Accurately assessing claimant effort during neuropsychological evaluations is critical to helping you make the right claim decisions.  Because psychological validity testing is rapidly evolving, this task is becoming increasingly complex.  In fact, there are a few psychologists with expertise in statistics who now sometimes effectively challenge the validity conclusions in independent medical evaluations.  They do this by attacking the way IME doctors select and interpret validity measures.  Further, they can mathematically combine the results of many measures given in earlier IMEs into one statistic, which is meant to reflect the likelihood of valid test results.


To prevent these challenges from threatening the credibility of an IME, PsyBar has developed its ValidityCheck® assessment guidelines, which are not offered by any other IME company.  We wrote these guidelines working with several nationally known neuropsychologist validity experts.  With them, our neuropsychologists choose validity tests based upon several factors.  These include requirements that the tests have been developed according to current professional standards, and include both “stand-alone” validity tests and “embedded measures.”  Stand-alone tests are given in isolation, with the sole purpose of assessing validity.  Embedded measures are usually short portions of neuropsychological tests that assess skills such as memory, but can also tell the neuropsychologist about claimant effort.  Further, we ask all doctors both to choose tests before the examinations begin and to interpret all validity tests given.  PsyBar asks for consistency in that our neuropsychologists should use these tests with other similar examinees.  They should have a range of specific statistical data supporting their tests.  We ask our doctors to have both sound theoretical rationale and statistical data for including or omitting tests.  Finally, we point the doctors to research to help them determine whether the combination of all validity test results suggest valid testing.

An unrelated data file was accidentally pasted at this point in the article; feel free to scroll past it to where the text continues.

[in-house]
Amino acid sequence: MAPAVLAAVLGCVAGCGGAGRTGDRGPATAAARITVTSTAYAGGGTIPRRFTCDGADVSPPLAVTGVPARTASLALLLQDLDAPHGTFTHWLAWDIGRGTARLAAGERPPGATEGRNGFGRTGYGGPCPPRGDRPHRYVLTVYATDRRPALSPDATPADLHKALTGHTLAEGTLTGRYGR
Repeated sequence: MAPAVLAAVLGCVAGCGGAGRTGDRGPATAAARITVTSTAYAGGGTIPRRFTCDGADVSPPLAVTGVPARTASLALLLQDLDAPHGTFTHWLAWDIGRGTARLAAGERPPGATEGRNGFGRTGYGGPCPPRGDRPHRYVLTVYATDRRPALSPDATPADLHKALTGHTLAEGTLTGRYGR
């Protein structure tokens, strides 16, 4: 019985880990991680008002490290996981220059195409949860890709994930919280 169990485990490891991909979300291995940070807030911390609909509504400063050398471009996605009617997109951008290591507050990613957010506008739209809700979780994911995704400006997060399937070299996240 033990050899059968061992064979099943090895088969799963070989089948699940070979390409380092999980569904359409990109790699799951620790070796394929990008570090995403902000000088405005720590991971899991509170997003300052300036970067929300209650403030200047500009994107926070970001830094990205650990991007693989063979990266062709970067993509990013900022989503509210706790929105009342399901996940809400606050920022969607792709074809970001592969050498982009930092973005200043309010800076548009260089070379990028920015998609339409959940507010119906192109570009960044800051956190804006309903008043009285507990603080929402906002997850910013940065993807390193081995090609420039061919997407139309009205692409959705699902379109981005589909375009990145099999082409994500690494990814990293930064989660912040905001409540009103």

Each of these actions, often neglected in IMEs, help ensure fair evaluations, protect claimants, and prevent challenges to PsyBar’s neuropsychological IMEs.